Remembering McCain's 2008 Campaign We look back at Sen. John McCain's presidential run in 2008 and his legacy.
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Remembering McCain's 2008 Campaign

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Remembering McCain's 2008 Campaign

Remembering McCain's 2008 Campaign

Remembering McCain's 2008 Campaign

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We look back at Sen. John McCain's presidential run in 2008 and his legacy.

MELISSA BLOCK, HOST:

We are remembering Senator John McCain, who died yesterday at age 81. He served the country for six decades as a military officer, lawmaker and in 2008 as the Republican nominee for president. NPR's Scott Horsley covered that campaign a decade ago and joins me now. Scott, what sticks out for you most about that campaign?

SCOTT HORSLEY, BYLINE: Melissa, I think it was the senator's resilience. Remember, that campaign all but collapsed in the summer of 2007. They were virtually out of money. But McCain just kept plugging away, lugging his own suit bag up to New Hampshire on Southwest Airlines. And ultimately, he became the GOP standard bearer. I think that's emblematic of the way throughout his life. John McCain was often at his best when things looked bleakest, certainly in Vietnam, in his response to the Keating Five scandal. And I think we see that, too, in the way he and his family dealt with this last challenge and the way he lived out his last year of life.

BLOCK: One of the hallmarks of that campaign in 2008 was the town hall meeting - and John McCain had a lot of them - some of which produced memorable moments.

HORSLEY: He did have a lot. They were cheap...

(LAUGHTER)

HORSLEY: ...And that worked for him. They also showcased him at his freewheeling best. You know, he would just roam around a high-school gymnasium or whatever the setting was with a microphone, answering whatever question his supporters put to him. There were no screeners. And one moment that a lot of people remember from that time was when he actually confronted one of his own supporters who was spreading misinformation about his opponent, Barack Obama.

(SOUNDBITE OF ARCHIVED RECORDING)

UNIDENTIFIED PERSON: I can't trust Obama. I have read about him, and he's not - he's an Arab. He is not...

(LAUGHTER)

JOHN MCCAIN: No, ma'am. No, ma'am.

UNIDENTIFIED PERSON: No?

MCCAIN: No ma'am. No ma'am. He's a decent family man, citizen that I just happen to have disagreements with on fundamental issues. And that's what this campaign is all about. He's not. Thank you.

HORSLEY: You get a glimpse there of John McCain's integrity and something I think we'd all like to see more of in our politics today.

BLOCK: We should remember, Scott, that this is the campaign in which John McCain plucked a relatively little-known Alaska governor and put her on the ticket as his vice presidential nominee, which a lot of people think was a really, really bad mistake.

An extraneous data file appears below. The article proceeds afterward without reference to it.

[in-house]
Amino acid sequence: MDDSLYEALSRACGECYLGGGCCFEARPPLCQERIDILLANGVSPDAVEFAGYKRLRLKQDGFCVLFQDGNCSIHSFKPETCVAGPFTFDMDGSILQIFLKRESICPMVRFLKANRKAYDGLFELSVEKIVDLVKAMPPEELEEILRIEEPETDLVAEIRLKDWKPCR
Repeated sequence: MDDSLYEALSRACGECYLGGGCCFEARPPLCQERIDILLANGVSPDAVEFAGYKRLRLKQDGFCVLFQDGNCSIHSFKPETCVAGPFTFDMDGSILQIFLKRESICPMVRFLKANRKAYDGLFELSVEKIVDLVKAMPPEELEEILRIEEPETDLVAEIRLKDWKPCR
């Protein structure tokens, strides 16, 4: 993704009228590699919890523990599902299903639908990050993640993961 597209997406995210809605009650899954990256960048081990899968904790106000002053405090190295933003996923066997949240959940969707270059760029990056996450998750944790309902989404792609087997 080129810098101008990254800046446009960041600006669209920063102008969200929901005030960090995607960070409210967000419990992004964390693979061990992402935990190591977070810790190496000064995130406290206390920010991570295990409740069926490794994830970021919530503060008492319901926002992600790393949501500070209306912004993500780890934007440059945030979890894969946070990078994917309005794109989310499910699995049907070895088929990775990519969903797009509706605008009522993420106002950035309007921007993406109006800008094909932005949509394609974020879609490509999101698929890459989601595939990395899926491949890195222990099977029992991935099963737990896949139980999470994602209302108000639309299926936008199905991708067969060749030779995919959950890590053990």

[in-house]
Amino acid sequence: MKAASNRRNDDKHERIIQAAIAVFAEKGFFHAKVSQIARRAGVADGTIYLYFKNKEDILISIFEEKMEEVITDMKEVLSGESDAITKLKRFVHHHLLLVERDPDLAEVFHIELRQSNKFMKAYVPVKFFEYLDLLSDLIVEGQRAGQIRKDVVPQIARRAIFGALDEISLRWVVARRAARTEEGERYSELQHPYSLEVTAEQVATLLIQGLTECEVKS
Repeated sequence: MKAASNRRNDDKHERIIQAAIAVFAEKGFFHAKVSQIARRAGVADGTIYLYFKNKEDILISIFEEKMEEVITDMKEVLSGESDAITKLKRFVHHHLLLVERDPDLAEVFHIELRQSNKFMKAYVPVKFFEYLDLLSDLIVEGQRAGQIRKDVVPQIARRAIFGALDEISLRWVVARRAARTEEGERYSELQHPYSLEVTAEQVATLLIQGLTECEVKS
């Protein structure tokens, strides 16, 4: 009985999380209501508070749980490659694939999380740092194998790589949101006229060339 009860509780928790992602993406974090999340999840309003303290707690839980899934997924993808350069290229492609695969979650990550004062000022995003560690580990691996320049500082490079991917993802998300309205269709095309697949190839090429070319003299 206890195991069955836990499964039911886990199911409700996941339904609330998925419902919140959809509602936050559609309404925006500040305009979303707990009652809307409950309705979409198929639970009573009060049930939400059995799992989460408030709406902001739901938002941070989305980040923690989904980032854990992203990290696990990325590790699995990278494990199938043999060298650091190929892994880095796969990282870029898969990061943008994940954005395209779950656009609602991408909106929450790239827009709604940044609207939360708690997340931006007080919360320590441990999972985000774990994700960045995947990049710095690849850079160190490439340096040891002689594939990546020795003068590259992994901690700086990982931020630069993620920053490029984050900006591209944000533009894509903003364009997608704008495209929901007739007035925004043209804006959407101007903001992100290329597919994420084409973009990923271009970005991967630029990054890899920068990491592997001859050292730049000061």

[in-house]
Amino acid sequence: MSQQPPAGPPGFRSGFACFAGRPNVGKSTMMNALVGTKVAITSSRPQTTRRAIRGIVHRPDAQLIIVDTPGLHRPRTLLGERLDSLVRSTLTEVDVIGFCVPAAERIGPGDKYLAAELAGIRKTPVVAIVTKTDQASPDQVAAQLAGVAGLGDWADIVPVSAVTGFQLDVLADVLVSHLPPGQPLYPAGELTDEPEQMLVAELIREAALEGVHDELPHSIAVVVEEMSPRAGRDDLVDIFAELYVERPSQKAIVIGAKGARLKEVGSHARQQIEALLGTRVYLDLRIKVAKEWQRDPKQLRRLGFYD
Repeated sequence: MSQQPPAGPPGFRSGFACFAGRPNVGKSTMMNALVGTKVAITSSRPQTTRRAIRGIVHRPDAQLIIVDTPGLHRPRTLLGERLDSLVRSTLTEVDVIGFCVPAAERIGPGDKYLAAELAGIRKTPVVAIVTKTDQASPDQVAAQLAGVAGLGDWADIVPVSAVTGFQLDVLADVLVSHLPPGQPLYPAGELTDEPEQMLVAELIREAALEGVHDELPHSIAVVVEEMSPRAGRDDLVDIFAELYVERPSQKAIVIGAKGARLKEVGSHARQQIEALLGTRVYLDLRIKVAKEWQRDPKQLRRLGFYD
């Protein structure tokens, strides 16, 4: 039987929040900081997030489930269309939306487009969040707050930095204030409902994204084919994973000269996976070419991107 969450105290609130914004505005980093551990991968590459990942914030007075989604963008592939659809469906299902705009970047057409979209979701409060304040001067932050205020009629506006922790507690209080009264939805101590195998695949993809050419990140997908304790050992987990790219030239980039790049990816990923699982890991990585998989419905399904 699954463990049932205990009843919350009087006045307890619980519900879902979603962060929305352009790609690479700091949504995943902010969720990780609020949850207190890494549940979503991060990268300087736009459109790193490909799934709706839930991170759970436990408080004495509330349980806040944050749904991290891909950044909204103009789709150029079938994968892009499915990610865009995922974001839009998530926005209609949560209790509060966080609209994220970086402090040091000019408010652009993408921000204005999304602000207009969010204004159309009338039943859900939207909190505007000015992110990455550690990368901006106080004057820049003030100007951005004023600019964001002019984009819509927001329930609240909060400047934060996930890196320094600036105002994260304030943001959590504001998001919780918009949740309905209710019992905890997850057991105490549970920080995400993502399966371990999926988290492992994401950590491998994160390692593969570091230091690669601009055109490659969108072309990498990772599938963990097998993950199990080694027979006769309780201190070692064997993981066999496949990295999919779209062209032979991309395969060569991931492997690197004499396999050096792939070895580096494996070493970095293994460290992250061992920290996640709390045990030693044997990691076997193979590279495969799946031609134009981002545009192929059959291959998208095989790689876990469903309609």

HORSLEY: It was a Hail Mary pass. No question about it. The only time when McCain came close to Obama during that summer and fall of 2008 was right after he chose Sarah Palin as his running mate. But she ultimately became a liability. And while Palin herself did not go on to a national political career, she did pave the way for another reality TV star, Donald Trump. And I think McCain himself and certainly some of his staffers feel some responsibility for that.

BLOCK: We have seen former President Barack Obama issue a tribute to John McCain last night. And he said that for all their differences, they both saw their political battles as part of something noble.

HORSLEY: They did. And, you know, this was not a beanbag campaign. There were a lot of tough competitive moments between the candidates, but there were also some grace notes. One that I remember came just weeks before the election when both men spoke at the Al Smith Dinner in New York - it's kind of a roast. They both did a standup routine. McCain's was very funny. But he ended on a serious note saying even though it's tough for political rivals, he had seen Obama at his best.

(SOUNDBITE OF ARCHIVED RECORDING)

MCCAIN: There was a time when the mere invitation of an African-American citizen to dine at the White House was taken as an outrage and an insult in many quarters. Today, it's a world away from the cruel and prideful bigotry of that time. And good riddance. I can't wish my opponent luck, but I do wish him well.

(APPLAUSE)

HORSLEY: And Obama returned the compliments that night, talking about McCain's decades of service to the country. He was - issued a gracious statement last night. And we expect the former president will be among the speakers at John McCain's memorial service.

BLOCK: And John McCain also slated to be lying in state at the Capitol Rotunda, I believe.

HORSLEY: Yeah.

BLOCK: NPR's Scott Horsley. Scott, thanks so much.

HORSLEY: Good to be with you, Melissa.

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